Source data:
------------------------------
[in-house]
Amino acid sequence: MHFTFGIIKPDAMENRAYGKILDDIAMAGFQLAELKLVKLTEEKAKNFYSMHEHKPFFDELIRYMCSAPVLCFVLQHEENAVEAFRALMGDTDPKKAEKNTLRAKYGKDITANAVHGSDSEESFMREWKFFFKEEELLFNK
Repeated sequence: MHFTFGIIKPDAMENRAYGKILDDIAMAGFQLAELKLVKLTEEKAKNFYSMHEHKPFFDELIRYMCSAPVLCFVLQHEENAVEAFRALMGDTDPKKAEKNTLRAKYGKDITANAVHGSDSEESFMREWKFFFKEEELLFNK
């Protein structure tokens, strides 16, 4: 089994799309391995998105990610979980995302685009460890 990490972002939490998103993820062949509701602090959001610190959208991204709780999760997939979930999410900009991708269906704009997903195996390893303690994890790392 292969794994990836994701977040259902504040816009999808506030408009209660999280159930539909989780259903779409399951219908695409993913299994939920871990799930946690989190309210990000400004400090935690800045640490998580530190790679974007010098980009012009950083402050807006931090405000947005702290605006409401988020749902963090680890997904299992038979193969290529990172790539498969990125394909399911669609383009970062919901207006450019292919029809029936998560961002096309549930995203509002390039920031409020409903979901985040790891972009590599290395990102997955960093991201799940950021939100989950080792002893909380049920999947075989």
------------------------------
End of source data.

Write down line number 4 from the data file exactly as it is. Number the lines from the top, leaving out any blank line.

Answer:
């Protein structure tokens, strides 16, 4: 089994799309391995998105990610979980995302685009460890 990490972002939490998103993820062949509701602090959001610190959208991204709780999760997939979930999410900009991708269906704009997903195996390893303690994890790392 292969794994990836994701977040259902504040816009999808506030408009209660999280159930539909989780259903779409399951219908695409993913299994939920871990799930946690989190309210990000400004400090935690800045640490998580530190790679974007010098980009012009950083402050807006931090405000947005702290605006409401988020749902963090680890997904299992038979193969290529990172790539498969990125394909399911669609383009970062919901207006450019292919029809029936998560961002096309549930995203509002390039920031409020409903979901985040790891972009590599290395990102997955960093991201799940950021939100989950080792002893909380049920999947075989």